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The Gospel of Thomas: The Gnostic Wisdom of Jesus
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The Gospel of Thomas: The Gnostic Wisdom of Jesus

4.1 of 5 stars 4.10  ·  rating details  ·  1,114 ratings  ·  61 reviews
A new translation and analysis of the gospel that records the actual words of Jesus.
Explores the gnostic significance of Jesus's teachings recorded in this gospel and explains the true nature of the new man whose coming Jesus envisioned.
Translated and interpreted by the author of the bestselling Gospel of Mary Magdalene and The Gospel of Philip.
One of the cache of codices
Paperback, 240 pages
Published February 16th 2005 by Inner Traditions (first published September 1st 1986)
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So obviously pseudoepigraphical and so distinctly Gnostic in contrast to the canonical gospels that it perplexes me why so many modern scholars can continue to assert with any degree of integrity that this piece of literature is a more reliable description of the historical Jesus than the gospel according to Matthew, Mark, Luke, and John.

To demonstrate how greatly it differs from the canonical gospels, I'll compare two infamous verses from the Gospel of Thomas with corresponding verses from the

إنجيل توما الملقب "بالإنجيل الخامس" يظم 114 قولا من الأقوال التي تنسب للمسيح عليه السلام بدون أن تتحول لسيرة و بدون تسلسل زمني لها.و هو إحدى النصوص الغنوصية المكتشفة ب "نجع حمادي"في صحراء الصعيد المصري بعد مرور ألف و 500 سنة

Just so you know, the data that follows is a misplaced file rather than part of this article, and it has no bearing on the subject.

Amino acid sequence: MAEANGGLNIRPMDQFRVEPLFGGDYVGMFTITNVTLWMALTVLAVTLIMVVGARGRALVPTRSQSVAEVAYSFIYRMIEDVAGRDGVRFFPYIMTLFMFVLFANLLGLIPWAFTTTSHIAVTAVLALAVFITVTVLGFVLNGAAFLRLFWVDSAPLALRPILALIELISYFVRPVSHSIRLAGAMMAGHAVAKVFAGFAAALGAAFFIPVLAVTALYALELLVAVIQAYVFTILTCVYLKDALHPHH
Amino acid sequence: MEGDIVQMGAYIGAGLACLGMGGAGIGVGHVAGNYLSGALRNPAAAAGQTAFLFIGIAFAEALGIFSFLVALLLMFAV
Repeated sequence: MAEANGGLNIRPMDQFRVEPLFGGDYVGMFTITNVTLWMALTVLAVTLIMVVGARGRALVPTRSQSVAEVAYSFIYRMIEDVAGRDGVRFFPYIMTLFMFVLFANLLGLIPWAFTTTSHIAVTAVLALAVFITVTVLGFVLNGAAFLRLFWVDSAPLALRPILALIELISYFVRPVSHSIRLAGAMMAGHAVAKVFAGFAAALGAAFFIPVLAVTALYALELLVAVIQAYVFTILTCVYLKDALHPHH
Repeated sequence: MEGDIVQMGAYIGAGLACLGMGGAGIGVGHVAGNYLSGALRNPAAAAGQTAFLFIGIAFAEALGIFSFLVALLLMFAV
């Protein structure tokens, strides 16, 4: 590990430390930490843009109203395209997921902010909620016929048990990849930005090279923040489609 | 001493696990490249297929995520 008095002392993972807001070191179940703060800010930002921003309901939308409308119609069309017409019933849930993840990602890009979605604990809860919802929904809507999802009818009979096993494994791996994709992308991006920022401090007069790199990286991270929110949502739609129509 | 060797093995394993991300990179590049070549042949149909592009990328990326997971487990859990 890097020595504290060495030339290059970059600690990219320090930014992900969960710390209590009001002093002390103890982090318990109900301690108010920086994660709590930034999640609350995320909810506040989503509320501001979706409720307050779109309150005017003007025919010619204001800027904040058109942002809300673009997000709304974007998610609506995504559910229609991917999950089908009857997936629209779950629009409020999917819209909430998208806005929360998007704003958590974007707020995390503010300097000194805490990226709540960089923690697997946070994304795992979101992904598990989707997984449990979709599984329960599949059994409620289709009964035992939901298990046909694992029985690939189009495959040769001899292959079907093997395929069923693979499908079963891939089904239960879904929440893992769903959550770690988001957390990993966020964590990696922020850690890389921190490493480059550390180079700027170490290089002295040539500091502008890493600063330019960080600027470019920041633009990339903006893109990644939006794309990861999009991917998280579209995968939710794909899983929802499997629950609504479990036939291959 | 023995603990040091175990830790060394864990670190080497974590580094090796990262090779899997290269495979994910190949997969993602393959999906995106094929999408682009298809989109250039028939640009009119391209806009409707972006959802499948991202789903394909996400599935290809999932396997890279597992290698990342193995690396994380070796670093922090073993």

بعض الباحثين يرجعون تاريخه إلى النصف الثاني من القرن الأول الميلادي و إعتباره مصدرا لإنجيلي "متى و لوقا"
أقدم ترجمة متوفرة له باليونانية لكن يعتقد أنه كتب باللغة الٱرامية أو السريانية
وبسبب طابعه الغنوصي فهو يعد من الأناجيل المنحولة الغير معترف بها من قبل
ينسب هذا الإنج
The Gospel of Thomas was rejected as heretical by the orthodox Christians who formally established the New Testament canon, presumably for its Gnosticism. Harold Bloom states in his Interpretation that the “popularity of the Gospel of Thomas among Americans is another indication that there is indeed ‘the American religion’: creedless, Orphic, enthusiastic, proto-gnostic, post-Christian. Unlike the canonical gospels, that of Judas Thomas the Twin spares us the crucifixion, makes the resurrection ...more